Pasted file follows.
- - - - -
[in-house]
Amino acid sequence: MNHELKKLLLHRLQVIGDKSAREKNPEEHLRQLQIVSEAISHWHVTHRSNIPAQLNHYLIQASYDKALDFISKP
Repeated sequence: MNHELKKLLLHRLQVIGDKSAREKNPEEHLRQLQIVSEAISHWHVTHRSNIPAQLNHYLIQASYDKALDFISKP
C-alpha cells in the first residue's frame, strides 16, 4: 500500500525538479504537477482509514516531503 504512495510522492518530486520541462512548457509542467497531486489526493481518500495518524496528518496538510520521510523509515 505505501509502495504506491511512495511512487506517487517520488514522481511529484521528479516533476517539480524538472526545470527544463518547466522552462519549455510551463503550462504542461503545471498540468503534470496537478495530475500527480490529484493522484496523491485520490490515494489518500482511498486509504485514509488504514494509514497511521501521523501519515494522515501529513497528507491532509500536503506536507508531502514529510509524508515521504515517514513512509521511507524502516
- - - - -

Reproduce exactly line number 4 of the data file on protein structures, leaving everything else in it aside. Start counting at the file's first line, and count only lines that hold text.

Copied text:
C-alpha cells in the first residue's frame, strides 16, 4: 500500500525538479504537477482509514516531503 504512495510522492518530486520541462512548457509542467497531486489526493481518500495518524496528518496538510520521510523509515 505505501509502495504506491511512495511512487506517487517520488514522481511529484521528479516533476517539480524538472526545470527544463518547466522552462519549455510551463503550462504542461503545471498540468503534470496537478495530475500527480490529484493522484496523491485520490490515494489518500482511498486509504485514509488504514494509514497511521501521523501519515494522515501529513497528507491532509500536503506536507508531502514529510509524508515521504515517514513512509521511507524502516